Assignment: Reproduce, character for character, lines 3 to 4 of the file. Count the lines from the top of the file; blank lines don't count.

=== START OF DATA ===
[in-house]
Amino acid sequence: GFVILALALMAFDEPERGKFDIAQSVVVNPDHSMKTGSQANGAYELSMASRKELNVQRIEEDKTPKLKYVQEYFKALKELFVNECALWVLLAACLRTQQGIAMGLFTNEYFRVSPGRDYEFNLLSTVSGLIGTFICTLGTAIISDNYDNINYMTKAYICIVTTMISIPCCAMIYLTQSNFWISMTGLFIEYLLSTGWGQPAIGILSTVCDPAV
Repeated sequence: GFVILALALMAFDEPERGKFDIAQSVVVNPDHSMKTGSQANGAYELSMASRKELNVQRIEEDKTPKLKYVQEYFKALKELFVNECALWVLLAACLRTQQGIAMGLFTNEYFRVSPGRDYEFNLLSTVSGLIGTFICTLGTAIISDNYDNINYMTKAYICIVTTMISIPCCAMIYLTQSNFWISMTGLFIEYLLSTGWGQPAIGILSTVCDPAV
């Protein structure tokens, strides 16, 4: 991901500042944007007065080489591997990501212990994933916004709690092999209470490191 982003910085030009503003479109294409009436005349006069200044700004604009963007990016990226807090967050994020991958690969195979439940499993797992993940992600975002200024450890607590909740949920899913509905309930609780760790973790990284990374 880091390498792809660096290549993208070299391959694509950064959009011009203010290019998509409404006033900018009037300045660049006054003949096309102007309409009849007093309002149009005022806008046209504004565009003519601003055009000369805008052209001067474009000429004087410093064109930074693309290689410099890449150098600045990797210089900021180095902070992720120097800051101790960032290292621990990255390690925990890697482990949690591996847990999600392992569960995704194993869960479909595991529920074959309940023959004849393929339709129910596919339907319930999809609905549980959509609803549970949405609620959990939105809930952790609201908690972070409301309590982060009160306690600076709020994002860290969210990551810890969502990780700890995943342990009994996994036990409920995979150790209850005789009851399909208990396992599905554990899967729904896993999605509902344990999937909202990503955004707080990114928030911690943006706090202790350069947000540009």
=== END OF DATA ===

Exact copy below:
Repeated sequence: GFVILALALMAFDEPERGKFDIAQSVVVNPDHSMKTGSQANGAYELSMASRKELNVQRIEEDKTPKLKYVQEYFKALKELFVNECALWVLLAACLRTQQGIAMGLFTNEYFRVSPGRDYEFNLLSTVSGLIGTFICTLGTAIISDNYDNINYMTKAYICIVTTMISIPCCAMIYLTQSNFWISMTGLFIEYLLSTGWGQPAIGILSTVCDPAV
């Protein structure tokens, strides 16, 4: 991901500042944007007065080489591997990501212990994933916004709690092999209470490191 982003910085030009503003479109294409009436005349006069200044700004604009963007990016990226807090967050994020991958690969195979439940499993797992993940992600975002200024450890607590909740949920899913509905309930609780760790973790990284990374 880091390498792809660096290549993208070299391959694509950064959009011009203010290019998509409404006033900018009037300045660049006054003949096309102007309409009849007093309002149009005022806008046209504004565009003519601003055009000369805008052209001067474009000429004087410093064109930074693309290689410099890449150098600045990797210089900021180095902070992720120097800051101790960032290292621990990255390690925990890697482990949690591996847990999600392992569960995704194993869960479909595991529920074959309940023959004849393929339709129910596919339907319930999809609905549980959509609803549970949405609620959990939105809930952790609201908690972070409301309590982060009160306690600076709020994002860290969210990551810890969502990780700890995943342990009994996994036990409920995979150790209850005789009851399909208990396992599905554990899967729904896993999605509902344990999937909202990503955004707080990114928030911690943006706090202790350069947000540009």